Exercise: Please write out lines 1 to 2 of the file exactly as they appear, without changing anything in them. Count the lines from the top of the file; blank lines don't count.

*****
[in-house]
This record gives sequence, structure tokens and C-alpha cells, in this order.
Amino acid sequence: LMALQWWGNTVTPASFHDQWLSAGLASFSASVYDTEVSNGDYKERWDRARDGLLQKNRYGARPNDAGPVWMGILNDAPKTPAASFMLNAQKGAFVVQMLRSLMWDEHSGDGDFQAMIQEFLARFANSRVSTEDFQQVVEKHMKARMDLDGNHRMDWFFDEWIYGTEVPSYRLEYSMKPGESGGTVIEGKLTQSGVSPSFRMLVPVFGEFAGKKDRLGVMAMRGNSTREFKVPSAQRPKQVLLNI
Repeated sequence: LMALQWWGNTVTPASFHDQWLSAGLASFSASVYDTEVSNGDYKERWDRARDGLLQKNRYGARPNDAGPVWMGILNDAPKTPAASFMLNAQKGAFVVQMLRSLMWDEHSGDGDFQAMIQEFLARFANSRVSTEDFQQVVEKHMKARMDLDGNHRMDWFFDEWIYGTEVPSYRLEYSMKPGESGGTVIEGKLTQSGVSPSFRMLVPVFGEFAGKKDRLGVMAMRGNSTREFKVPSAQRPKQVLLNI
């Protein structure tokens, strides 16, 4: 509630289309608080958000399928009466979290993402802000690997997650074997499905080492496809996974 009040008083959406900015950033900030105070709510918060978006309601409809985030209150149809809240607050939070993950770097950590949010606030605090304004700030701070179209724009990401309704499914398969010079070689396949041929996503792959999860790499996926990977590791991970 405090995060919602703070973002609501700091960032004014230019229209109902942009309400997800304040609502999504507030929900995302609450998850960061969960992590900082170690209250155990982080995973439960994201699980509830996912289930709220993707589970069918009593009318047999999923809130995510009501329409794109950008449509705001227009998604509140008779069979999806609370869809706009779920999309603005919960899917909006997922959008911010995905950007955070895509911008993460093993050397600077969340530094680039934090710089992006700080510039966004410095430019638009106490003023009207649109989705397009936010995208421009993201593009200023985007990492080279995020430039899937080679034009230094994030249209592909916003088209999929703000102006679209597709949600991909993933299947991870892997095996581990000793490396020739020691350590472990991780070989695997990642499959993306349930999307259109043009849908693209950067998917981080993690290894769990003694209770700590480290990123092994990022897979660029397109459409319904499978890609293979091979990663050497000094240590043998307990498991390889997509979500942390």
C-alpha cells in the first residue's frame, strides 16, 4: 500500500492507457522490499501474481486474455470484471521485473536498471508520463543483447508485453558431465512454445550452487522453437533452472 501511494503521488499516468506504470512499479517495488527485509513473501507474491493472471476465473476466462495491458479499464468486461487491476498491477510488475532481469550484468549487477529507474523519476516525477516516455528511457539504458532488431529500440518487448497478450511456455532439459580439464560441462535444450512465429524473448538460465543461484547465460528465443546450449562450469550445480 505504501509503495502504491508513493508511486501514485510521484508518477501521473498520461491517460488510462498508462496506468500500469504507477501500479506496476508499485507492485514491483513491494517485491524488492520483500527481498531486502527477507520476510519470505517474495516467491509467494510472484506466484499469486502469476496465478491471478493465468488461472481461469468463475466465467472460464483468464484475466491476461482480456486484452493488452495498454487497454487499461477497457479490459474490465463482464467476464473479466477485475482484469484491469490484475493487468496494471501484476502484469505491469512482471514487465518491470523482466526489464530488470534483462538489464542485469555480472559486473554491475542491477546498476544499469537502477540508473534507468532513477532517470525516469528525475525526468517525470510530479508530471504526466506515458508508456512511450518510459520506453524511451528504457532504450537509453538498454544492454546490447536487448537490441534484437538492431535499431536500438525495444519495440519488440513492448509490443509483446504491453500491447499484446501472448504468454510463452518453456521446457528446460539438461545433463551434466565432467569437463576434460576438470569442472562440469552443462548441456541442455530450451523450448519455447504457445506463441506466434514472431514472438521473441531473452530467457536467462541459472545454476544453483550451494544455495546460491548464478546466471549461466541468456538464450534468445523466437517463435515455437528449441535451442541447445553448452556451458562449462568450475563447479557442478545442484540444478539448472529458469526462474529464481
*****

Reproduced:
[in-house]
This record gives sequence, structure tokens and C-alpha cells, in this order.